Fannie Mae and Freddie Mac avoided being delisted by the New York Stock Exchange after their shares more than tripled last month.

Freddie said it was notified last week by the exchange that a review as of Aug. 31 showed its average share price for the preceding 30 trading days was above $1, meeting minimum listing requirements.

Fannie said separately that it had also been notified that it had regained compliance.

Fannie and Freddie shares rose above $2 late last month, to their highest levels since the government forced the companies into conservatorship in September 2008. Fannie was up 232% in August, while Freddie surged 269% for the month.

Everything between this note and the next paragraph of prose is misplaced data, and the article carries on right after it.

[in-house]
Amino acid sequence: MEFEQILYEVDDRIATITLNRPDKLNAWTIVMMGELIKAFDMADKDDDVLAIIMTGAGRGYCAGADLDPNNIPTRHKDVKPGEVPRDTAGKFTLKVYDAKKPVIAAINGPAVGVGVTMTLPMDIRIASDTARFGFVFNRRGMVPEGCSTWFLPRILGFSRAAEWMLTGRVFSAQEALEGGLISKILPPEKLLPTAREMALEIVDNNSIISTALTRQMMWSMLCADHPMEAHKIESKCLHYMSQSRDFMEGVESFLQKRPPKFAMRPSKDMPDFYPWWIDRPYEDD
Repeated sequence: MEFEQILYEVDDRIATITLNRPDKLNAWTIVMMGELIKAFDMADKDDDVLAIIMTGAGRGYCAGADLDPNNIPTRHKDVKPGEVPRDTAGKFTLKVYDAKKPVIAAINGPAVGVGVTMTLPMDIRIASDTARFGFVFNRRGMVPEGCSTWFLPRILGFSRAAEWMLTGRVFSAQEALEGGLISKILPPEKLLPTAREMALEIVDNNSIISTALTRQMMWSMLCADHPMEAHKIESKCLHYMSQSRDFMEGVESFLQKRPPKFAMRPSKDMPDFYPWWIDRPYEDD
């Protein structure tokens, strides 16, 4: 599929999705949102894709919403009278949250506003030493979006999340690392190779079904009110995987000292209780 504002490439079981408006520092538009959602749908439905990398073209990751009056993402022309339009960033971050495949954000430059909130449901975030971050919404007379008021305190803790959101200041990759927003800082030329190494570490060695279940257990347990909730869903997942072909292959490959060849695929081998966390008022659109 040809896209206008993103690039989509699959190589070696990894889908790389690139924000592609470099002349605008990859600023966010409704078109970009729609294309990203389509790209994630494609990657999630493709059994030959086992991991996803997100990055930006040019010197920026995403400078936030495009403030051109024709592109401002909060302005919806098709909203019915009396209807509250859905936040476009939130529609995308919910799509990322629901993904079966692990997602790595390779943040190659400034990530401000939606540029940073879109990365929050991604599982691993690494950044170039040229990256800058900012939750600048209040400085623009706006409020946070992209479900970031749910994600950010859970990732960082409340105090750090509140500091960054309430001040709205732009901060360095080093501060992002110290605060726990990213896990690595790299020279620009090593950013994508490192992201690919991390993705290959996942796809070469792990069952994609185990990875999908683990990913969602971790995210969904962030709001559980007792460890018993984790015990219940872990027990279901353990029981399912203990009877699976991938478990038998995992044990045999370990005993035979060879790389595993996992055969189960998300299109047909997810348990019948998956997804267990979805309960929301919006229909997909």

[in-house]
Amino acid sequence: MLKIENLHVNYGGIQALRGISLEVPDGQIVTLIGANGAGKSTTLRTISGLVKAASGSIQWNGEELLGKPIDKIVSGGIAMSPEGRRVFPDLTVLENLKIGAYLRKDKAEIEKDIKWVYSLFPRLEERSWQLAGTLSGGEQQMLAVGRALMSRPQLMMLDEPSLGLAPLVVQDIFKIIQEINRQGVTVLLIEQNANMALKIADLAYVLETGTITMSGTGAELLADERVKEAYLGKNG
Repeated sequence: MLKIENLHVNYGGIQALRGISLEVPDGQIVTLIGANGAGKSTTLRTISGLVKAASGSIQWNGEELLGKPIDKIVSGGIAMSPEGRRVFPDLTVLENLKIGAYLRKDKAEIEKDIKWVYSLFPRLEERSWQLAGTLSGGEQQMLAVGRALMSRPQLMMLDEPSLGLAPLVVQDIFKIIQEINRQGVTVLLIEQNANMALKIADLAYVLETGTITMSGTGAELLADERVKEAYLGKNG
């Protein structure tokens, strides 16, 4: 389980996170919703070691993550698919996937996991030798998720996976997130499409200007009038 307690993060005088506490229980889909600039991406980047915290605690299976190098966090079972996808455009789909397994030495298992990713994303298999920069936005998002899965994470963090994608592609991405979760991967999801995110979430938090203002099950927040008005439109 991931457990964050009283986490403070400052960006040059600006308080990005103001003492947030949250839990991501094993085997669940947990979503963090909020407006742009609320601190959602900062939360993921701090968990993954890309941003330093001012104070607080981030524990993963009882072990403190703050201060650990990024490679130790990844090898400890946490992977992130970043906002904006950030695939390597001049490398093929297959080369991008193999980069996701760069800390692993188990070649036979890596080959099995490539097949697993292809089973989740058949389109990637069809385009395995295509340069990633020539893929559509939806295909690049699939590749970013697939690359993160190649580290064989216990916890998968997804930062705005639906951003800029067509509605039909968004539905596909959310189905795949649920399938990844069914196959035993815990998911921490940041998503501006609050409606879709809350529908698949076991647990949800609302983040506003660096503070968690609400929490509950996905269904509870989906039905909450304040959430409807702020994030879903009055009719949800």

Paul Miller, an FBR Capital Markets analyst, said the rally was unjustified, and attributed the jump to short sellers and investor speculation about reverse stock splits.

"There is no fundamental value remaining in Fannie and Freddie, particularly since the government owns 80% of each company," he said in a research note last week.

If a stock's 30-day average price falls below $1, the exchange sends a formal warning and gives the company six months to correct the deficiency.

Freddie, which peaked at $73.70 in December 2004, had closed at less than $1 on all but one day from Dec. 1, 2008, through Aug. 7. Fannie closed below $1 through the same period. The stock peaked at $87.81 in 2000.

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